One unexpected thought I had as I was watching “The Way” was that Martin Sheen looked vaguely similar to my dad in terms of his stature and hair. I hadn’t noticed that before. They’re also both from the same generation, more or less. Of course, in terms of their personalities, Tom Avery and my dad are quite different. Dad has had a number of back surgeries for nerve issues, and he recently had a total knee replacement surgery. So, he would no longer be able to do a pilgrimage such as this. However, I know that my dad still has trips he’d like to take. Ireland, for example, is one place he’s talked about a lot. I was really pleased that he and my brother were able to go to Spain with me a little over 20 years ago. I now regret not being more proactive in showing him around Spain or taking him to other places. I can identify with Daniel, my namesake, because of his adventurous spirit, which I once had. Unlike Daniel’s experience, however, my dad always supported my travels, even if he didn’t understand it. He never judged me. On the contrary, he was proud to tell others about my trips and what I was seeing. “The Way” makes me want to reconnect with my dad in a more profound way and thank him for his steadfast love, while I still can, which is probably the biggest compliment I can give the film.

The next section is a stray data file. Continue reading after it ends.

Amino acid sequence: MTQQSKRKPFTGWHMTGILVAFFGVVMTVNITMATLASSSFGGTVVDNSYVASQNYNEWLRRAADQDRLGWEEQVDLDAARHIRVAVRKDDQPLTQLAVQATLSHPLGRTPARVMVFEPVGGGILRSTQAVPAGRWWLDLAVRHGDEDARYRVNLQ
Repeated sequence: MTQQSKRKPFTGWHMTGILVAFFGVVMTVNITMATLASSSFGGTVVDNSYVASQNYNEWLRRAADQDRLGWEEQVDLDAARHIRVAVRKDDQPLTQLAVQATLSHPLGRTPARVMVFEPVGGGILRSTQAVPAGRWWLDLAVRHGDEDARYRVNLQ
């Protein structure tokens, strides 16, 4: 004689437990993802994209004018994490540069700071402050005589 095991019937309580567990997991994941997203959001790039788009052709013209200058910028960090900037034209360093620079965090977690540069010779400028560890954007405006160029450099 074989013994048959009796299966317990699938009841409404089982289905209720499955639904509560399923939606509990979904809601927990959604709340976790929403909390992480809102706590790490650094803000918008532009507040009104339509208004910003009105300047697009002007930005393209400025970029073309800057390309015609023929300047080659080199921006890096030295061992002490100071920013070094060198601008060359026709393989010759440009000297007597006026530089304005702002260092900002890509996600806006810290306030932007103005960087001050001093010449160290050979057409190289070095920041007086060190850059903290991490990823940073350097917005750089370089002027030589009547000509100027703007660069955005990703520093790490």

Here are my final takeaways. “The Way” reminds me that I should always support my children, even if they don’t take my advice. They will need to walk their own path, just as I have walked mine. I would love to be able to walk the Camino with my family. My biggest desire is that I can expose them to as many foreign adventures and languages as possible, so that they won’t have regrets as they age. As they grow and become independent, hopefully they’ll invite me to participate in their adventures. May God give me the health to be able to accompany them.
Have you seen “The Way”? If so, let us know what you thought about it in the comments below. And if you liked this post, please consider sharing it on your favorite social media. ¡Gracias, y buen camino!